How is the GVSU Veterans History Project related to the Library of Congress Veterans History Project?
The Library of Congress project relies on volunteers and community partners throughout the nation to collect veterans' stories for them. The GVSU VHP is a Founding Partner in their effort, and is one of the few in the country that serves as an archiving partner, creating our own archive in addition to sending materials in to the Library of Congress.
I am a veteran, what do I do to be interviewed?
Step 2: On the day of your interview, bring any personal photos, letters, and other memorabilia that you would like to share.
Step 3: The interviewer will record some basic information on your experiences for our records, and will look through any materials that you brought with you to get a basic understanding of your story.
Step 4: The interviewer will conduct the interview with you and record it on video.
Step 5: We will archive the interview at GVSU and the Library of Congress, and send you a DVD of the interview, free of charge.
What if I was not in combat, or served in peacetime? We are interested in the stories of all veterans, whether they were in combat or not. Only a relatively small percentage of wartime veterans fought on the front lines, but they could not have done what they did without large numbers of personnel supporting them. We are interested in knowing what those support personnel did in order to complete the larger story. Similarly, knowing what men and women did in the service between wars tells us a good deal about the preparedness of the military for what came later, and helps us to understand what happened in those conflicts. In short, you don't have to be "John Wayne" to have a story worth telling.
What if I'm not a veteran, but I was affected by one of the wars. Do you want to interview me about my experiences?
The VHP wants any first-hand accounts of people's experiences in wartime, whether home or abroad. We talk to war industry workers, civilian contractors, medical and aid workers, conscientious objectors and peace activists. We have also conducted a number of valuable interviews with people who were living in foreign countries who were caught up in the middle of the war (in Nazi-occupied Europe, etc.).
What material is the VHP unable to accept?
Our collection is primarily digital, and consists of the interviews themselves and the files that we create (summaries, outlines, transcripts) for the benefit of researchers and other users. We are also interested in letters, diaries, photographs, home movies, and other documents relating to the interview. These materials may be digitized and posted on the website, along with the interview files. You can bring in original or digitized copies, or clean photocopies. If you have original materials that you would like to keep, we would be able to make copies if you are willing to lend the materials to us. In that case, your original materials would be returned to you. What we cannot use are published materials or physical artifacts (uniforms, equipment, etc.), as we do not have adequate storage facilities for such materials.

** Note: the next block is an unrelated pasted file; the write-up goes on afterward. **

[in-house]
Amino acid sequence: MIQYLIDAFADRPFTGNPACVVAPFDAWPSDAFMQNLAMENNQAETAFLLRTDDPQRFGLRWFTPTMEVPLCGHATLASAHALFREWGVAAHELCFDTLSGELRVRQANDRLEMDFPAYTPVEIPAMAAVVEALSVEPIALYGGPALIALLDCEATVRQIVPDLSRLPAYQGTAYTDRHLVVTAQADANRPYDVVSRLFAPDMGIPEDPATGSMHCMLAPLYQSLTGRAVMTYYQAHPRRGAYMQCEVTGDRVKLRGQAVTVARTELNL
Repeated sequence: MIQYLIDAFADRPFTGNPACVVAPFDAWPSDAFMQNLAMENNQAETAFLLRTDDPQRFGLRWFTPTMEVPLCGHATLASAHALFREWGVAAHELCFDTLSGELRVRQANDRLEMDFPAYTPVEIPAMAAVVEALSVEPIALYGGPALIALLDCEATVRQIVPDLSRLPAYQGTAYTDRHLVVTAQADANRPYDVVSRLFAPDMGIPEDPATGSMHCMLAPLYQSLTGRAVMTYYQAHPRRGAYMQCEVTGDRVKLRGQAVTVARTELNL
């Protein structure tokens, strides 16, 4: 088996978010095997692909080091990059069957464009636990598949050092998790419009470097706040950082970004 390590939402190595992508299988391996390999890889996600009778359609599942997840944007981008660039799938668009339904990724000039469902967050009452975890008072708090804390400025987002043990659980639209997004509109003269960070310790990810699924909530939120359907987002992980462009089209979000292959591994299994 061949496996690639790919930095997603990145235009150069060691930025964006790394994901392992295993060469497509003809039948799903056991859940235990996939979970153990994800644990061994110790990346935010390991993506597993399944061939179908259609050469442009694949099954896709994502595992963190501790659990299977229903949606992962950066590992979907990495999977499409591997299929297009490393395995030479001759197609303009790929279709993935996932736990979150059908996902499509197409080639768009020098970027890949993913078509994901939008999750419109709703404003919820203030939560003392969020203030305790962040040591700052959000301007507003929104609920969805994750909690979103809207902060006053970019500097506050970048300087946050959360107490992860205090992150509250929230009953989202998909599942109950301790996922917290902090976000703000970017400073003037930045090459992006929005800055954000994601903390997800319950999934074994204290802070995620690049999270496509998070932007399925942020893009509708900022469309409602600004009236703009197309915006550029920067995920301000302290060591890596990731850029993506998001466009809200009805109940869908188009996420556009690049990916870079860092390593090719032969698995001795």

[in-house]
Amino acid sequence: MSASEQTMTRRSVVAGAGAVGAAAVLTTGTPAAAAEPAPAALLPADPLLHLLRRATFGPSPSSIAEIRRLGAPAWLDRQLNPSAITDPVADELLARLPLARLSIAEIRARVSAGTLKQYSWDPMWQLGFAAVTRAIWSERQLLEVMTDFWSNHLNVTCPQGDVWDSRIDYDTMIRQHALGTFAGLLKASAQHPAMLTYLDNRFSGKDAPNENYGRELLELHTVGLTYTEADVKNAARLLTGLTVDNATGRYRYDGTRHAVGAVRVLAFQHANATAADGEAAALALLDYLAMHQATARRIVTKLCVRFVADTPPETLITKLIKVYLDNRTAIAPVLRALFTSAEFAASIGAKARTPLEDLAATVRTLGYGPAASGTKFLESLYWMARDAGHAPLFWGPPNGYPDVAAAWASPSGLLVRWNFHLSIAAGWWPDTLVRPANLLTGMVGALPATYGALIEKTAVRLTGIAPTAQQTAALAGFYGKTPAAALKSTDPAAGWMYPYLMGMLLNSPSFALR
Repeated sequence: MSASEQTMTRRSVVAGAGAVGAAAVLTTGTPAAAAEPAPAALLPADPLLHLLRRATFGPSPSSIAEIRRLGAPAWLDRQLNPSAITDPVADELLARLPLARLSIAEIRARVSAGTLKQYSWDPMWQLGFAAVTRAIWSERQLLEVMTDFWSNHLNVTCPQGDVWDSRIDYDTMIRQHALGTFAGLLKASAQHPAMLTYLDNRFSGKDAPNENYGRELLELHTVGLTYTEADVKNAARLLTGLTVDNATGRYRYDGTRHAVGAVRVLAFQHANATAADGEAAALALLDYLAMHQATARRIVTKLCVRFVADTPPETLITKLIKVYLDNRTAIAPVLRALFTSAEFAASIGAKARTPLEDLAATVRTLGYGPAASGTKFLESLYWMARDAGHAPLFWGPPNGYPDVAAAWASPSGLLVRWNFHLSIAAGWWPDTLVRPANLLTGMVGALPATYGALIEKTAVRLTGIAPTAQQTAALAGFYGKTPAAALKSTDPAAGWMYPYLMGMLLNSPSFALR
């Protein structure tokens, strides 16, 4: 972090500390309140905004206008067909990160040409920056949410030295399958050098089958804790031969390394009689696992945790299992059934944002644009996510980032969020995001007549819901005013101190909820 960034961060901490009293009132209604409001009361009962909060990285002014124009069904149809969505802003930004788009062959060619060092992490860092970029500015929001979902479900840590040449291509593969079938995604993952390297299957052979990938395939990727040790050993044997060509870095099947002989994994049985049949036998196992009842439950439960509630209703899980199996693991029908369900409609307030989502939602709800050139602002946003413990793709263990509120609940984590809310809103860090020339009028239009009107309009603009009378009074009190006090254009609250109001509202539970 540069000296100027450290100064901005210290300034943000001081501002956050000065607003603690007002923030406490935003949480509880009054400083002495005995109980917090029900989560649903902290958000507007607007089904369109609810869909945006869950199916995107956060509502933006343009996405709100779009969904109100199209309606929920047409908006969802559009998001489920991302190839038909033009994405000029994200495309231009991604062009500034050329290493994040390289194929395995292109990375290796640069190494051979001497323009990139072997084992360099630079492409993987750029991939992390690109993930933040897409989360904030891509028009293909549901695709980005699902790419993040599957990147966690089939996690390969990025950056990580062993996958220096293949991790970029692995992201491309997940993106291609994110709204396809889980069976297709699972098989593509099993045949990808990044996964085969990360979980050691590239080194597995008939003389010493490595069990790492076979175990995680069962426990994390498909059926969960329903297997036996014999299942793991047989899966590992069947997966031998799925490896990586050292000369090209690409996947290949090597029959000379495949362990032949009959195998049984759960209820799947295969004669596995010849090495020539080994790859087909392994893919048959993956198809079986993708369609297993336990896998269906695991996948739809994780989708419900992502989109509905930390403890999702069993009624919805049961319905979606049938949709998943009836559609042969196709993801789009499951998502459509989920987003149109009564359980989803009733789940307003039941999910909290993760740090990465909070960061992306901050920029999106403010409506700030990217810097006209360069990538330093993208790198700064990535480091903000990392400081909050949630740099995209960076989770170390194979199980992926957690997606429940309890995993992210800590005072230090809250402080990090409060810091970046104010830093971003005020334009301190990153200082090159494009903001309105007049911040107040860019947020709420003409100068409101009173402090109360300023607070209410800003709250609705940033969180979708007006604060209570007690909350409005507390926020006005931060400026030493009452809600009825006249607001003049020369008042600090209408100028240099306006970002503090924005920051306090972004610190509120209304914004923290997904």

What happens to the recorded interview?
DVD copies are made of the interview for archiving purposes, and a copy of the interview is mailed directly to the veteran. Student research assistants create text files (summaries and outlines) for each interview that we post on our archive website at GVSU, along with the interview videos themselves. The interview videos are posted to the website in Quicktime format. We also post the interview videos on iTunesU. We send copies of the videos and the text files to the Library of Congress as well.
I have a relative-now deceased-who left written accounts of his experiences. May I send this material to The Veterans History Project?
Yes. The Veteran's History Project does accept written accounts and will collect and archive these first-person accounts of past events.
Can I order additional copies of my interview or other interviews?
Each veteran receives one free DVD copy of his or her interview. These interviews are in the public domain, so you are welcome to make additional copies of any of them. If you would like to order them directly from us, because of processing costs, the charge per DVD is $13.60, which includes sales tax and a $3 shipping fee (per order). If two DVDs are ordered, the cost is $24.20, three DVDs cost $34.80, etc. We can supply copies of any interview listed on the website, as well as those still being processed. To place an order, send a check (payable to Grand Valley State University) to Dr. James Smither, Department of History, 1 Campus Drive, D-1-160 Mackinac Hall, Allendale, MI 49401. Please be sure to indicate which interview you are requesting and how many copies. Orders are normally processed in about two weeks.
How do I find the project archive on the internet?
Use the link to Veterans History Archive from the menu on the left of this page. You can browse the complete list of interviews, browse the listings for a particular conflict or category, or search the site for names, terms, and other key words. To access an individual veteran's file, click on the thumbnail photo and select from the items that appear on the page.
In addition to the archive page, we also post the interview videos on iTunesU, which you can access from the university's website www.gvsu.edu.
Who do I contact about problems with a DVD or an online file?
Contact Dr. James Smither, the project director, at firstname.lastname@example.org or (616) 331-3422. We will replace defective DVDs free of charge, and can correct misspellings, fixing broken links to videos or other problems that you find in the summary, outline, or transcript of your interview.